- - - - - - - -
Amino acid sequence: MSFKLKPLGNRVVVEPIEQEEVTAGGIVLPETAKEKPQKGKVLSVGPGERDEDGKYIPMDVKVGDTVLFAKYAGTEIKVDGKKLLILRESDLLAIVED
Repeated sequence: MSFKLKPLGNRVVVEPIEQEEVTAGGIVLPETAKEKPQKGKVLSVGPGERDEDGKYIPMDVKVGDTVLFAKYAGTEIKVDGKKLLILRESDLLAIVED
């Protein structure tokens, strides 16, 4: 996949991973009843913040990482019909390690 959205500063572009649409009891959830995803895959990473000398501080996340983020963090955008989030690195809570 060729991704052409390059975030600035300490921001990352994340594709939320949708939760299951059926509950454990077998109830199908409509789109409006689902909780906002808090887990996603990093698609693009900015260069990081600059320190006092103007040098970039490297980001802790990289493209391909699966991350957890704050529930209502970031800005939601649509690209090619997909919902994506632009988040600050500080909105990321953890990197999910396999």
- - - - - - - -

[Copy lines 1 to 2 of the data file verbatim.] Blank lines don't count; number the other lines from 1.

Amino acid sequence: MSFKLKPLGNRVVVEPIEQEEVTAGGIVLPETAKEKPQKGKVLSVGPGERDEDGKYIPMDVKVGDTVLFAKYAGTEIKVDGKKLLILRESDLLAIVED
Repeated sequence: MSFKLKPLGNRVVVEPIEQEEVTAGGIVLPETAKEKPQKGKVLSVGPGERDEDGKYIPMDVKVGDTVLFAKYAGTEIKVDGKKLLILRESDLLAIVED